CES 2014: Samsung introduces Bendable TV
Samsung has unveiled the Bendable TV, an 85 in (216 cm) prototype that allows the curvature of its screen to be adjusted by remote control.
The LED (light-emitting diode) set was unveiled at the Consumer Electronics Show in Las Vegas.
LG has also announced a smaller 77 in (196 cm) flexible TV of its own that is based on OLED (organic light-emitting diode) technology.
The firms suggest that a curved screen can enhance the viewing experience.
The tech would allow the sets’ owners to determine how bent the screens should be taking into account how many people were watching them and how far away they were sitting. The screens would have the added benefit of being able to be left flat against the wall when not in use.
LG’s model will go on view when its show floor booth opens to attendees on Tuesday.
However, industry watchers are unconvinced there is a market for such innovation.
“The challenge for the firms is to demonstrate that the world really needs this,” said Martin Garner, a TV tech consultant from CCS Insight who is attending CES.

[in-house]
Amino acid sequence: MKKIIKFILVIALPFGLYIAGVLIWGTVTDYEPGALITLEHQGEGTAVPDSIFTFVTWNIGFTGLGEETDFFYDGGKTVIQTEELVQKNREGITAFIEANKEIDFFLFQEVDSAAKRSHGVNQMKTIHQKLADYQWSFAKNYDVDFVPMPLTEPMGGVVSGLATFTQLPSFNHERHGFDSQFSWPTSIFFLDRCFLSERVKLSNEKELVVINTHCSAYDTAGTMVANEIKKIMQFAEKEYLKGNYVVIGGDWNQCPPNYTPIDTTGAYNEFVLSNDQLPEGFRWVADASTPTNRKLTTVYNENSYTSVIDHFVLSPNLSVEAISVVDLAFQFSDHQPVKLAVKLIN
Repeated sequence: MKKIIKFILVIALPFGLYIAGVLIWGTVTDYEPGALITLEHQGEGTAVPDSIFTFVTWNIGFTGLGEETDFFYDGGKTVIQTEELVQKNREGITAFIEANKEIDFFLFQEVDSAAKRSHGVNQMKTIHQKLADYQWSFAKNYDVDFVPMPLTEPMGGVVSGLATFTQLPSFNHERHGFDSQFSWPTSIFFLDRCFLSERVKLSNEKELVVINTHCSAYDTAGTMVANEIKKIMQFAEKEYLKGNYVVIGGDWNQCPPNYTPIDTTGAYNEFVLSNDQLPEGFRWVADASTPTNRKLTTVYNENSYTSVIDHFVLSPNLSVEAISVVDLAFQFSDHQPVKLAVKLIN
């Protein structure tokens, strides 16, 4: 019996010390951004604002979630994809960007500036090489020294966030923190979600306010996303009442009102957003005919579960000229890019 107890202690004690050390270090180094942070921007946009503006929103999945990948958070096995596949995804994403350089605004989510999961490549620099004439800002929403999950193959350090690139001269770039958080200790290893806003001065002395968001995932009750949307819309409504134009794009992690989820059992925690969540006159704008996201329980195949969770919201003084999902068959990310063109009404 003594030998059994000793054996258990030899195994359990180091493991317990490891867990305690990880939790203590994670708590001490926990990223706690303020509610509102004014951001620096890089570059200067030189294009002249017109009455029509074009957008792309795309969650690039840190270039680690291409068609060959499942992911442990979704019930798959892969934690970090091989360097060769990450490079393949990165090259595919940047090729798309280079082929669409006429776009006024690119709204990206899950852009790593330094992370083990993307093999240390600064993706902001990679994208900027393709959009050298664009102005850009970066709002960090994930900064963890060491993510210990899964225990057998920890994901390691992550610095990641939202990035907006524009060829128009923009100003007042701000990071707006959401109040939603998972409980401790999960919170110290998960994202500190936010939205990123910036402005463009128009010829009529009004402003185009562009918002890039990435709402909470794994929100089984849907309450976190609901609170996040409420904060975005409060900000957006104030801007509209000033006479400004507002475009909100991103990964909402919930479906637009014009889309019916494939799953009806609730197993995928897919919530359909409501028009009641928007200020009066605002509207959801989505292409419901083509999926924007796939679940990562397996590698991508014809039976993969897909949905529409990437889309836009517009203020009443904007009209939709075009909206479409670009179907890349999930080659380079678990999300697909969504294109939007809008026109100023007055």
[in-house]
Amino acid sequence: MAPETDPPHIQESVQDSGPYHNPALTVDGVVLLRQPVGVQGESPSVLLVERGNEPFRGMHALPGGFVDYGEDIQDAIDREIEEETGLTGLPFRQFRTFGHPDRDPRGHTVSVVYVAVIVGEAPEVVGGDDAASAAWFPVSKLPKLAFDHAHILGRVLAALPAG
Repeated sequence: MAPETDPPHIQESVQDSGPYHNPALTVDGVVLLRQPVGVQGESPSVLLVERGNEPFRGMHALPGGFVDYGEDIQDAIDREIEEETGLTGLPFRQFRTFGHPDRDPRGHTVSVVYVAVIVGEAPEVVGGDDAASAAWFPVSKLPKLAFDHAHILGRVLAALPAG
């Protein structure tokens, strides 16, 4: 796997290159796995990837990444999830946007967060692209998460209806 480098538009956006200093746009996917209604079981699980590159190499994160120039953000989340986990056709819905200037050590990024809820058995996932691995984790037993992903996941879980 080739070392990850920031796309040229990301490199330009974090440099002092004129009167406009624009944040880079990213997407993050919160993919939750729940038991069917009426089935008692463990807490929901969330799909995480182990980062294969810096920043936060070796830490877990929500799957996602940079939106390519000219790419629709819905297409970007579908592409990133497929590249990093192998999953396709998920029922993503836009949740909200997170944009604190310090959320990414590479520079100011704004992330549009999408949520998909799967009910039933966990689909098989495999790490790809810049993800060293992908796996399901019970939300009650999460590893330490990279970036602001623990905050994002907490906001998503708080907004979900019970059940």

“They are, however, a nice attempt at differentiation.”
Neither of the two South Korean manufacturers have given a projected price or release date for the user-bendable TVs.
They both, however, offer versions with a fixed curvature.
The two companies are showing off new giant-sized 105 in (267 cm) concave-screened versions in the extra-wide 21:9 aspect ratio.
Samsung said such a design delivered the “most immersive viewing experience” possible.
However, a demonstration of the equipment went awry when it invited Michael Bay, director of the Transformers movies, on stage at its press conference.
Joe Stinziano, senior vice president of Samsung Electronics, told the crowd: “Welcome to Vegas, it’s a live show folks.”
Michael Bay later wrote a blog giving his take on the mishap.
“Wow! I just embarrassed myself at CES,” he wrote.
“I got so excited to talk, that I skipped over the Exec VP’s intro line and then the teleprompter got lost.
“Then the prompter went up and down – then I walked off. I guess live shows aren’t my thing.”
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